cosmetic-claimsThe main reason people use personal care products is for what they do for them.  All but the most humble of products have a story they want to tell about the benefits you will derive from them.  A product’s claims are its most important attribute.

Outrageous claims have been a part of human behaviour forever and are not going away any time soon.  The cosmetic industry is probably no worse than most others, but it sure as heck isn’t a great deal better.  The temptation to talk up the benefits of your offering is one that all marketing departments give into with all the hesitation of a chipmunk in a peanut factory.  Given that so many products are otherwise indistinguishable from one another it is easy to see why. The pressure to give people a reason to buy your product rather than someone else’s is enormous.

Despite this, new stipulations of the latest update to the cosmetic regulations that came into force last summer attempt to bring some order to the claims that can be made on behalf of cosmetic products.  Article 20 leads with this paragraph.

In the labelling, making available on the market and adver­tising of cosmetic products, text, names, trade marks, pictures and figurative or other signs shall not be used to imply that these products have characteristics or functions which they do not have.

That is pretty clear.  You mustn’t lie about your product.  But to be fair, out and out lies have never been particularly common.  Saying stuff that can be shown to be false has never been good business.  Marketing people are in any case generally highly skilled at coming up with ways of making things sound good.  What I call a “2 log reduction in bacterial population levels” a marketer will call “kills 99% of all known germs dead”.

It is the next bit of the legislation that is intriguing.

After consulting the SCCS (the EU’s Scientific Committee on Consumer Safety) or other relevant authorities, the Com­mission shall adopt a list of common criteria for claims which may be used in respect of cosmetic products.

So it sounds like a list of what claims can be made is on the way.  June 2016 is quoted later as the date that this is going to come into force.   There aren’t any details of how this is going to work in practice, but something similar is already in force for health claims in foods.  EFSA, the European Food Standards Agency, will only allow claims that it has approved.  There have already been some big name casualties.  Danone have had to stop claiming that Actimel prevents diarrhoea for example.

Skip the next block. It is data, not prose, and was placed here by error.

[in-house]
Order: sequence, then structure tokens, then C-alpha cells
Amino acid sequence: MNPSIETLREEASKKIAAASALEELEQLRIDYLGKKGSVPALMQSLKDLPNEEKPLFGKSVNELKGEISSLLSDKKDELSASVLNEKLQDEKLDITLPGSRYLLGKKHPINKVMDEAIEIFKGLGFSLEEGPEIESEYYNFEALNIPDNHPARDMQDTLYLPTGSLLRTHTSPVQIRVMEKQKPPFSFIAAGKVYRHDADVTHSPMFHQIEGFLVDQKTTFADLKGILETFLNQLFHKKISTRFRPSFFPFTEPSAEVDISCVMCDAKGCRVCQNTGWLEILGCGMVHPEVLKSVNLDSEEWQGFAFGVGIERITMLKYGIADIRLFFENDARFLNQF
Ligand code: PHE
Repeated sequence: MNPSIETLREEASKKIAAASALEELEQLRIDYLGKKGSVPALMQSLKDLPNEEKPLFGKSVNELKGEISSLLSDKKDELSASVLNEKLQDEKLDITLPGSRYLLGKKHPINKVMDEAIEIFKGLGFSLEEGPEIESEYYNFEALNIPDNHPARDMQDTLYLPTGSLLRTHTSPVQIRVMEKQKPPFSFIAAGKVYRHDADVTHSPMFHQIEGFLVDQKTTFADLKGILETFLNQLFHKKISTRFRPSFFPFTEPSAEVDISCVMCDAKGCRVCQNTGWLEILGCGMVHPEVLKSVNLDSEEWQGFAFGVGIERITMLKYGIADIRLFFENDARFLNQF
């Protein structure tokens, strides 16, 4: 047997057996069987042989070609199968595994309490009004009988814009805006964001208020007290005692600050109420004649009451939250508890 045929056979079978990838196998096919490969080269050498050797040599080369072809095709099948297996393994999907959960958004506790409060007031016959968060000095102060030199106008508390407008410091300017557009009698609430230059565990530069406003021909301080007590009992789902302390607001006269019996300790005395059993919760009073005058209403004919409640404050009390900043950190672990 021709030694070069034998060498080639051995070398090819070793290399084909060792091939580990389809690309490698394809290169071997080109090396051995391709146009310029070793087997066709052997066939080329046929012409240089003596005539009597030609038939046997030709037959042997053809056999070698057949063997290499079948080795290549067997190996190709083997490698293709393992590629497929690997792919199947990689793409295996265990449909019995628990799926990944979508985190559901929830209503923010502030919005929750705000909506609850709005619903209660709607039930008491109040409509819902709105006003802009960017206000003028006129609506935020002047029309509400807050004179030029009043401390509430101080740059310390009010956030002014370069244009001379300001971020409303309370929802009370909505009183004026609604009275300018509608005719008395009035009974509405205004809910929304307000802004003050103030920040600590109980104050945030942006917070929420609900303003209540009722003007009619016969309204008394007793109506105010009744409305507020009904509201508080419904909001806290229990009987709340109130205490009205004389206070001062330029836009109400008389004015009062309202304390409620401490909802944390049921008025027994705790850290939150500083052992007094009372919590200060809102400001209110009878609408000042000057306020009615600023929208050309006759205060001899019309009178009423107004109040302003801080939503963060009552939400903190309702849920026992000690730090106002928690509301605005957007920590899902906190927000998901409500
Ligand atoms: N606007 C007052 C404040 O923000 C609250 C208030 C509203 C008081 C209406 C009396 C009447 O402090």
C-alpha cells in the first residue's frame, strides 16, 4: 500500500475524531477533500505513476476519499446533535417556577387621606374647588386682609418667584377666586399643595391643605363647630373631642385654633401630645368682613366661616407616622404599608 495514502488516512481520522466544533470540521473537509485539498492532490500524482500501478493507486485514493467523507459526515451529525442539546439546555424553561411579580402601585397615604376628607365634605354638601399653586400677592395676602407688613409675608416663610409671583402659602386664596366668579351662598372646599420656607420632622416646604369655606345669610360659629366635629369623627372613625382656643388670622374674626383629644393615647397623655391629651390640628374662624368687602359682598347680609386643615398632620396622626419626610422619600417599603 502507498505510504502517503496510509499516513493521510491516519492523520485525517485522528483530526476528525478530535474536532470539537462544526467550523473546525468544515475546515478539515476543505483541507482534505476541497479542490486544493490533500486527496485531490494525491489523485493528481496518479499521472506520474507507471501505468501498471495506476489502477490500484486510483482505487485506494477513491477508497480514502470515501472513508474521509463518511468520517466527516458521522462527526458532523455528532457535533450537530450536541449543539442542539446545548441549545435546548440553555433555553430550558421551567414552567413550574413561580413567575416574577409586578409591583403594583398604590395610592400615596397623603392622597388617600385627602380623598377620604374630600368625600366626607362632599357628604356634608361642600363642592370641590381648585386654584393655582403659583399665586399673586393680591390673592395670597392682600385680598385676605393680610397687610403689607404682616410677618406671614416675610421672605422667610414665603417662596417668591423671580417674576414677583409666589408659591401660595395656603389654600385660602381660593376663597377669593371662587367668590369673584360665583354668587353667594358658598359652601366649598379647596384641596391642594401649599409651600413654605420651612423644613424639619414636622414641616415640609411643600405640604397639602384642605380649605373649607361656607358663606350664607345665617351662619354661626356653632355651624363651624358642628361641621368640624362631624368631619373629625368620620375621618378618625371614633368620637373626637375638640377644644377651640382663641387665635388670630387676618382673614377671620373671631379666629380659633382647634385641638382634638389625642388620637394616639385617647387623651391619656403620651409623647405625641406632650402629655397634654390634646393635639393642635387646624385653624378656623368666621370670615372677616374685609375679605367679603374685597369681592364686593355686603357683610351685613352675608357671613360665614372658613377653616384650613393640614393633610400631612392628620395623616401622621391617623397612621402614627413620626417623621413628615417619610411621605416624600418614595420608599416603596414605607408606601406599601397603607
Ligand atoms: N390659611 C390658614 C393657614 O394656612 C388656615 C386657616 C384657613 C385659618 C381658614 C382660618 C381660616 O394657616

EFSA are still chugging their way through the large numbers of claims made on behalf of so called nutritional foods and I imagine more claims are going to be stopped or modified to make them less misleading.  EFSA judgements are goldmines for development scientists because they diligently list all the references they have used in researching the claim.  But they are also good news for consumers who are less likely to be sold rubbish they never wanted or needed on the basis of spurious advertising.  They also allow the companies that have done their homework and can support their claims to compete, since their claims are allowed.

Is the same thing going to happen to cosmetic claims?  I have a feeling it isn’t.  For a start a great many cosmetic claims defy not only strict scientific analysis, they don’t even follow logic.  How exactly do you assess whether you are indeed worth it when handing over your cash for a skin cream?  Very specific claims usually do have the data to back them up – but I don’t think that these play a huge role in marketing products.  They certainly don’t cost very much when compared to advertising and celebrity endorsements.

So while I will be watching with interest,  I am not expecting the new rules on cosmetic claims to make that much difference.

The only new rule that might have some impact is that you are no longer allowed to put ‘free from’ a particular ingredient on a formulation that would never have contained that ingredient in the first place.  So you won’t be able to put say ‘alcohol free’ on a lipstick.  I have a feeling that there won’t be too many times this is appropriate, but cynical ‘free from’ claims are very annoying so anything that reduces them is a good thing.

On the whole though, I don’t think legislation can do much other than outlaw the most flagrant of misleading advertising.  It would be much better if consumers simply ignored all the hype and judged products on what they actually do for them.  I get the feeling that this happening.



Danone story

EU regulations – article 20 is the relevant bit


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